Not long before Mikhail Prokhorov, the richest man in Russia, went on 60 Minutes last week to talk about his love of “wu-men,” guns, yachts, nightclubs, money, sports, food and the New Jersey Nets, of which he is expected to soon become the majority owner, a rumor circulated among Russian-Americans in New York that he was the man behind a little Russian restaurant on East 20th Street called Mari Vanna.
It made sense. Mari Vanna opened in September, the same month Mr. Prokhorov made a $200 million bid for the Nets, which, if accepted, would mean his relocating here at least part time; it was the first upscale Russian restaurant ($150 chef’s dinner for two) in Manhattan since the now thoroughly denuded Russian Tea Room; and the clientele looked like Mr. Prokhorov’s entourage: new Novoyi Russkiyi who have gotten used to their money and developed refined tastes (more Roman Abramovich’s cashmere shirts than Tony Soprano’s pinky rings) and slender, smooth-skinned young women on their arms. That Russian models get 20 percent off their bills at Mari Vanna seemed like an especially Prokhorovian touch.
It’s hard, after all, to imagine Mr. Prokhorov eating greasy chicken Kiev at one of the Tatianas in Brighton Beach; Mari Vanna’s $29 beef Stroganoff with buckwheat kasha, oyster mushrooms and truffle oil, perhaps washed down with a $15 cucumber dill martini, seems more his style. “The way to the man’s heart is through his stomach,” he told 60 Minutes’ Steve Kroft, explaining that at 44 he has not married because he has not found a woman who can cook well enough.
But in fact, the New York Mari Vanna—there are two other locations, in Moscow and St. Petersburg—is owned by a corporation called the Ginza Project. Its name, indicative of the Muscovite’s yearning for foreign cuisine in the ’90s, comes from its first property, a sushi restaurant called Ginza that opened in St. Petersburg in 2001. Ginza Project owns 70 restaurants in Moscow and St. Petersburg; besides Mari Vanna, its first venture in New York, it plans to open a Mediterranean restaurant called MPD in the meatpacking district in May.
“I can tell you how this rumor started,” said Tatiana Brunetti, one of three Mari Vanna partners, of the Prokhorov chatter, sitting at one of the restaurant’s tables on a recent night during the dinner rush. “You walk in here at night and you see Bentleys, Maseratis, Mercedes, so you think, ‘O.K., here is oligarchs. Rich billionaires in here.’ So who’s the person you’re going to think of who owns this place? Abramovich? No, he’s in U.K. Who is that oligarch who bought basketball team and piece of land in Brooklyn? Oh, Prokhorov! He must own this place.”
Ms. Brunetti, 30, has dark hair and a round face, resembling a Russian Shannen Doherty. She was dressed in a satin minidress with a patent leather belt and ankle boots. She said she came to New York from Kiev nine years ago and that the story behind her suspiciously Italian-sounding last name was too personal to discuss.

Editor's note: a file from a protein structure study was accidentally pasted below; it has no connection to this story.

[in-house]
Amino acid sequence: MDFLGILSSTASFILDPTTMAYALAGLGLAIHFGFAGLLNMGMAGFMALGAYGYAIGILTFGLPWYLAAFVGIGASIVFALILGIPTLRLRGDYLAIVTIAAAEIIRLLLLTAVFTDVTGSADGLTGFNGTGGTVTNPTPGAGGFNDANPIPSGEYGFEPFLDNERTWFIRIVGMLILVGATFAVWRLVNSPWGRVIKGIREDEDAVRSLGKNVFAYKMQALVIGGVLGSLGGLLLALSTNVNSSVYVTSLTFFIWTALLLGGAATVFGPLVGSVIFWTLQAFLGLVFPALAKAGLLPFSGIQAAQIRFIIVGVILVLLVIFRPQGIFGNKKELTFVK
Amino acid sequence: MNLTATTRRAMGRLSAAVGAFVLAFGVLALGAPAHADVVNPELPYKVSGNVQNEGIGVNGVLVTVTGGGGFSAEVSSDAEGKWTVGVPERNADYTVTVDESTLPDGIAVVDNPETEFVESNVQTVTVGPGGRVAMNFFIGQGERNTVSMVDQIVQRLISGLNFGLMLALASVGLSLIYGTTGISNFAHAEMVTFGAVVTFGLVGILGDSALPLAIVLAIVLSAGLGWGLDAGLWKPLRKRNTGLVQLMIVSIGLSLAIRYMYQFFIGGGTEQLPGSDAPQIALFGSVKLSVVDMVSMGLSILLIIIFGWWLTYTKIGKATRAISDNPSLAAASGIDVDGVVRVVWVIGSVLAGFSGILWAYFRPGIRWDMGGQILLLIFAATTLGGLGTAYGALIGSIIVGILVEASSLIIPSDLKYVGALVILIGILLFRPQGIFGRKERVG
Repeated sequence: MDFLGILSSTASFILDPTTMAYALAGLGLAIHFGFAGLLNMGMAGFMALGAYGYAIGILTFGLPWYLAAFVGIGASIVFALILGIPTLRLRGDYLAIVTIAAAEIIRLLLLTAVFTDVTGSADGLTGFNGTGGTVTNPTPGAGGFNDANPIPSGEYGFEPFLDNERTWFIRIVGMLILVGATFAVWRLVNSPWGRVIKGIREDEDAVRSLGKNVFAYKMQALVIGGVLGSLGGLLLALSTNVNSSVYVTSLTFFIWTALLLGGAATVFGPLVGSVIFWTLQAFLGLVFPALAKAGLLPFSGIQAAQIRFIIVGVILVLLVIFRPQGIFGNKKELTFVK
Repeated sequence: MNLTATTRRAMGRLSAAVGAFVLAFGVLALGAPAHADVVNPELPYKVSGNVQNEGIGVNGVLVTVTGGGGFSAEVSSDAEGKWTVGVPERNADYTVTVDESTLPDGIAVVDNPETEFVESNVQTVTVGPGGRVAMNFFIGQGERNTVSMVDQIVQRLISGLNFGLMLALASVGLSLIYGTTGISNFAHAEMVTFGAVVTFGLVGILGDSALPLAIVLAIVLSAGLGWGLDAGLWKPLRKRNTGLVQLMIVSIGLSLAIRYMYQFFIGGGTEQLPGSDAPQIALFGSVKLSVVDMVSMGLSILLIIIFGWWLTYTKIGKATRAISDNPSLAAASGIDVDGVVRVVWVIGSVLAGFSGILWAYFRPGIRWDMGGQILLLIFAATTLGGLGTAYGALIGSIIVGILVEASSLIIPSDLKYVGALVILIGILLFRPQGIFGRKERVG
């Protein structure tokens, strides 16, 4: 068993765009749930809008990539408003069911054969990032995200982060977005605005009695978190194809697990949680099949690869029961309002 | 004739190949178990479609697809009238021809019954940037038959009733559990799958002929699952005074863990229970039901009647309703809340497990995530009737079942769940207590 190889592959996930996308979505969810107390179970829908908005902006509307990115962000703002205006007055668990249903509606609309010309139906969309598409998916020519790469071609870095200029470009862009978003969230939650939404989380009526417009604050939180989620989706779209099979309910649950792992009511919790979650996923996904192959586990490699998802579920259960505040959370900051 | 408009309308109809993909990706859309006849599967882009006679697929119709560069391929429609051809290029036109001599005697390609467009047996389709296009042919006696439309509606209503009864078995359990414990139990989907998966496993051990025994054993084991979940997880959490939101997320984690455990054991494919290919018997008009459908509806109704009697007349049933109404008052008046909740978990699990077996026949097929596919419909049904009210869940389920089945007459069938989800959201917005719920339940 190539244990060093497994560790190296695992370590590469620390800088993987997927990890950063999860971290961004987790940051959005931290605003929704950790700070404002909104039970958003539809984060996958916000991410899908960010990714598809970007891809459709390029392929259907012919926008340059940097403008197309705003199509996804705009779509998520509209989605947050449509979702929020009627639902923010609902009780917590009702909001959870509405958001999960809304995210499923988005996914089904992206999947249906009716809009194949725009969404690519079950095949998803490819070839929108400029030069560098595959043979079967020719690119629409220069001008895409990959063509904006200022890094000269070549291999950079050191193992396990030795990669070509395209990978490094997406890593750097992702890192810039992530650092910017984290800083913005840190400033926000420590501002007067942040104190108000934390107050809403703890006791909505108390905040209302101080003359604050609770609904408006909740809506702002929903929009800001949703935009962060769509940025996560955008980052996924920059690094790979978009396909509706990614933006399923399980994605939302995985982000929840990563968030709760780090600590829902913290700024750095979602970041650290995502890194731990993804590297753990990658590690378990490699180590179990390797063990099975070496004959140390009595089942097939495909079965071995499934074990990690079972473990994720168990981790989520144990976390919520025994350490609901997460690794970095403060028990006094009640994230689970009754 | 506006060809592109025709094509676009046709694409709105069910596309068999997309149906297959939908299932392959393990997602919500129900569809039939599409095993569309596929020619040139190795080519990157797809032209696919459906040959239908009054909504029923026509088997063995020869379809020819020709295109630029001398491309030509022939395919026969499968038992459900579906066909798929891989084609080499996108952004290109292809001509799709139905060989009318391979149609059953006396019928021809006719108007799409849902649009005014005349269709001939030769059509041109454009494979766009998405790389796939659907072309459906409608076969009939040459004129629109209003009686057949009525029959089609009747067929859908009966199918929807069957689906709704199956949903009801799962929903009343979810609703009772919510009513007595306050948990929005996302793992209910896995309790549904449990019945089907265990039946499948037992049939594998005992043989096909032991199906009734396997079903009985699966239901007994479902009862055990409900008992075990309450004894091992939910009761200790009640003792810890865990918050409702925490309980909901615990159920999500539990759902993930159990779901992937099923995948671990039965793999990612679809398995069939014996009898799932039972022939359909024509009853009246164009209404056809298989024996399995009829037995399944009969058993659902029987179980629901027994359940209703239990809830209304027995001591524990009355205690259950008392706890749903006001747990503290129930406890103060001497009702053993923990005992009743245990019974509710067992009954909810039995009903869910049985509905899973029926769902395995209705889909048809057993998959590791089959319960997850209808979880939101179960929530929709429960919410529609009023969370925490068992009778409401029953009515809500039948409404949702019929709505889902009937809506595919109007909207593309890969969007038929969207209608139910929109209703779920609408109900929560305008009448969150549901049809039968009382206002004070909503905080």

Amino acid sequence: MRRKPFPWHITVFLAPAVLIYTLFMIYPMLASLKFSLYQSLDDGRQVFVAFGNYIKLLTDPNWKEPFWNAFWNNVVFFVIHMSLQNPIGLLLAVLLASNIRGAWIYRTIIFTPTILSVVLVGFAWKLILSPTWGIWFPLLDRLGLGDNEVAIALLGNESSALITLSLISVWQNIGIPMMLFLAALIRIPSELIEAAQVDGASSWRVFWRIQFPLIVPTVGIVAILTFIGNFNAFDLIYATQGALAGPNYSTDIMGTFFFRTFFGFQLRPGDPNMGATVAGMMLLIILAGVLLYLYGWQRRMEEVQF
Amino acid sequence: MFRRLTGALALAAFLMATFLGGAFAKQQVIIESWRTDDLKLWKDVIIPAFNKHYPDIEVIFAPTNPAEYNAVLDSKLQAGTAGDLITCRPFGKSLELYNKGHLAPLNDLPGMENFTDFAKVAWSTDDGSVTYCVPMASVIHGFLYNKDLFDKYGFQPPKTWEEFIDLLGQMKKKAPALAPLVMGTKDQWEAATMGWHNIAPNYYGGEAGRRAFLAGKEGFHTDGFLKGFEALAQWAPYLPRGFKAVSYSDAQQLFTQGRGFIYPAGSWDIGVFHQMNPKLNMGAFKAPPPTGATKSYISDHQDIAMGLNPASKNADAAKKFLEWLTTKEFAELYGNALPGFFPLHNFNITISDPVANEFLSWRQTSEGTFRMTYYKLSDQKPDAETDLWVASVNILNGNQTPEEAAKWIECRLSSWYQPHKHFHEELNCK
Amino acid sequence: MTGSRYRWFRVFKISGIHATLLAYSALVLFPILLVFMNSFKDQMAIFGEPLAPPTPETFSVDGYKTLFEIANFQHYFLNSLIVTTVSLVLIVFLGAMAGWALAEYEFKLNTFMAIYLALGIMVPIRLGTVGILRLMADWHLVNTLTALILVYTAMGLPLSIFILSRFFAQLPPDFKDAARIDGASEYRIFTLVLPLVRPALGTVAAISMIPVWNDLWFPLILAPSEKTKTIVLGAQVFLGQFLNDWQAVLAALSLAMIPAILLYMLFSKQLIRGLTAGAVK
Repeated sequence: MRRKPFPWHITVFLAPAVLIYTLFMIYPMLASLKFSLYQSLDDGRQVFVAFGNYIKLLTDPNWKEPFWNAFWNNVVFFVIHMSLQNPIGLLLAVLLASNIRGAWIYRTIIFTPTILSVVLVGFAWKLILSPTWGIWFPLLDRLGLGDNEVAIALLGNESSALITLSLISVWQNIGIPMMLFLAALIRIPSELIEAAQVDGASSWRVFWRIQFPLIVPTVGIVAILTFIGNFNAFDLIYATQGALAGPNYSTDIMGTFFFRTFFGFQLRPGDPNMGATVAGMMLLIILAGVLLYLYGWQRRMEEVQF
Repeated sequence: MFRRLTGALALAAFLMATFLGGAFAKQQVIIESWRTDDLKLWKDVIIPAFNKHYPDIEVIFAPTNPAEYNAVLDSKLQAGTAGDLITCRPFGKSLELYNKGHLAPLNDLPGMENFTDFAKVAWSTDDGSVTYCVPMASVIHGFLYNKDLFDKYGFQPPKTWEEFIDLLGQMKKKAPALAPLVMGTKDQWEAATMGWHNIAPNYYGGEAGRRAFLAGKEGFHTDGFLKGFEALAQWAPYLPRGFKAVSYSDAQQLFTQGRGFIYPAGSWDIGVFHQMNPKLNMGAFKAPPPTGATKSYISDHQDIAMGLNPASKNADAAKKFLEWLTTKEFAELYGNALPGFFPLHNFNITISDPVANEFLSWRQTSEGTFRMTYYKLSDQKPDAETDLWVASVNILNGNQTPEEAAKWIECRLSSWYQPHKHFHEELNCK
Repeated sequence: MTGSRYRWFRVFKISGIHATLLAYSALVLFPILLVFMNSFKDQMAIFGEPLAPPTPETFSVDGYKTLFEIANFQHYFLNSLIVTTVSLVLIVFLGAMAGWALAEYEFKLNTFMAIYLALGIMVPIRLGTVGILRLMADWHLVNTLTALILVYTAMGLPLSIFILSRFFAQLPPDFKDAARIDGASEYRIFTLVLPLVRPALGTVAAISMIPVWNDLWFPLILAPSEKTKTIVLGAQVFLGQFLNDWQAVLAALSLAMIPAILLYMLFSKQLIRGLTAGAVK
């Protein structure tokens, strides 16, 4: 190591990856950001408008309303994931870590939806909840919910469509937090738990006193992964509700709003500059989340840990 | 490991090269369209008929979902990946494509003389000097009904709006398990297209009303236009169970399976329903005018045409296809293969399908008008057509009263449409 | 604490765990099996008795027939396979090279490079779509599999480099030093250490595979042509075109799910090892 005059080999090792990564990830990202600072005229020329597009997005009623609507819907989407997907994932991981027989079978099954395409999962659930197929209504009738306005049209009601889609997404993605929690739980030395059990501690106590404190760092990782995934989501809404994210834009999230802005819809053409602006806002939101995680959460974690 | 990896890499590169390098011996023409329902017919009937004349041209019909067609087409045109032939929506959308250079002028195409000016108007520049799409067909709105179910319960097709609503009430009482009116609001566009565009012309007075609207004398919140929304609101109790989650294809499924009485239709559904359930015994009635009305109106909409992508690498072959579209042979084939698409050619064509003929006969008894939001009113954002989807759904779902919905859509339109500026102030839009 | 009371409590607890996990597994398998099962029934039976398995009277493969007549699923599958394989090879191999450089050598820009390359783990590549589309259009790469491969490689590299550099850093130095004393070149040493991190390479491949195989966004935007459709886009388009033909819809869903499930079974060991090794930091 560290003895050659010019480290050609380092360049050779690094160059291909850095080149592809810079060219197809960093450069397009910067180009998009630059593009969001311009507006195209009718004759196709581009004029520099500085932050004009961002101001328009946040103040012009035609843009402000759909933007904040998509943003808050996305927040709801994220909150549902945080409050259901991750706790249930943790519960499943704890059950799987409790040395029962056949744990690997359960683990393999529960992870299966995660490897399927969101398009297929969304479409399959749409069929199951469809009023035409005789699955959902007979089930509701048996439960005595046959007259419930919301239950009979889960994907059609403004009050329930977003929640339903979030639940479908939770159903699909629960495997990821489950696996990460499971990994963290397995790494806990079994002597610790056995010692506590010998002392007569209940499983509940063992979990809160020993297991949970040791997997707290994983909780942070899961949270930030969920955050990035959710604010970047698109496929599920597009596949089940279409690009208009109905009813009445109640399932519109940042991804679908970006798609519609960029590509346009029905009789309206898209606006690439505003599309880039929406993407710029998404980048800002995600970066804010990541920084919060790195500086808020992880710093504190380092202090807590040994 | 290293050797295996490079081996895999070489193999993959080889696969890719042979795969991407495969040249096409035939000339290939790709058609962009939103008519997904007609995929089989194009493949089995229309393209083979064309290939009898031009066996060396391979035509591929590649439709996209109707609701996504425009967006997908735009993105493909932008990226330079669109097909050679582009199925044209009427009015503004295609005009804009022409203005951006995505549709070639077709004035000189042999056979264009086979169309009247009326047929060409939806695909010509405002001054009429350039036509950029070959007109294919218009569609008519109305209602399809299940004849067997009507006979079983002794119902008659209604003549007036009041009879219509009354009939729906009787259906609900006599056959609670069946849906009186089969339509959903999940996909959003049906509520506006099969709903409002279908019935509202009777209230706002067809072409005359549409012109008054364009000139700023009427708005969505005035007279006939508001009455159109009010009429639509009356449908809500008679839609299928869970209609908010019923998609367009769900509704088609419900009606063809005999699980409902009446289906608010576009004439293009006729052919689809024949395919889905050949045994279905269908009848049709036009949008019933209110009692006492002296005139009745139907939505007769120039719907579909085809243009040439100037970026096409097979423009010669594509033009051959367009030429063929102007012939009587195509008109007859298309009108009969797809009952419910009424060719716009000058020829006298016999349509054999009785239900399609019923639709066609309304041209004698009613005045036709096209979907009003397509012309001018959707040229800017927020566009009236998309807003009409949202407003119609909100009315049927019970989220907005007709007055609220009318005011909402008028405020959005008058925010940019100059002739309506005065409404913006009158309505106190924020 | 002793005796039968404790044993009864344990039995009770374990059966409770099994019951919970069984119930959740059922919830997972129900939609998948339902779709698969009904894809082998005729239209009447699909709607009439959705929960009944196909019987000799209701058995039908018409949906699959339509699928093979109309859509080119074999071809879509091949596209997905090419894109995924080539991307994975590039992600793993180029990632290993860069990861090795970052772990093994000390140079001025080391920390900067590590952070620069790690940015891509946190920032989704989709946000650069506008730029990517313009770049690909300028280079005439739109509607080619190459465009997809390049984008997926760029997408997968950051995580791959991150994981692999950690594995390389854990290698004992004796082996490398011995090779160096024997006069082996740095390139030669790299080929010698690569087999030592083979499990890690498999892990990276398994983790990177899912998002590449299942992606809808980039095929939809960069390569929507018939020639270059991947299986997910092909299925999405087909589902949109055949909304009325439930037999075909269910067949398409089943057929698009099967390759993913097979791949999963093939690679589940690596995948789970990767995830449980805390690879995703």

Around her, the dining room was full and the waiters in white T-shirts holding plates of smoked fish, Pirozhki and veal pelmeni glided around each other like ice skaters. By the front door, there was a small sign in Russian—“Ezhemechno vnasite kvartirnuyu platu” (‘Every month, pay your rent’)—and some 20 doorbells suggesting a Soviet communal apartment. Inside, the popular song “Faina” by the Russian boy band Na-Na was playing, and the film Ironiya Sudbi (Irony of Fate) was showing on a flat-screen TV. When someone has a birthday at Mari Vanna, the waiters come out with sparklers and sing the birthday song from the famous Russian Cheburashka cartoon sung by a 50-year-old crocodile named Gena; the lyrics, when translated, make little sense in English: “Let the pedestrians run clumsily over puddles/ And let the
It was Mari Vanna’s second partner, Sasha Polin, who had invited The Observer that night (a third, Dmitry Sergeev, was in Moscow) to come by for the dinner rush, but Mr. Polin, a former party promoter, was not there, so a manager named Victoria Natovich agreed to show us around. Ms. Natovich, 34, used to be an event planner at the financial firm BlackRock before Mr. Polin, a friend, asked her to help him with the place. Originally from Moscow, she’s been in New York 10 years.
Ms. Natovich pointed out vodka jars infused with beets, horseradish, pineapple and cucumber along the wall (“We sell 400 liters of vodka a month,” she said); an obituary of Lenin in one of the newspapers layered behind the wall paper (“You can’t really see it, but it’s somewhere in there”); and little carpeted stools staffers slide next to women for them to rest their oversize purses upon (“As a woman, you know how much we hate putting our purses on the floor”). Despite the bustle, no celebrities were in evidence that night, but by the bathrooms, Ms. Natovich pointed out notes scribbled on the wall written by Mick Jagger, figure skater Johnny Weir, hockey player Alexander Ovechkin and Bill Clinton, who wrote, “Thank you for my daughter’s party,” thanking Mari Vanna for hosting Chelsea’s birthday, signing his name and the date, Feb. 27.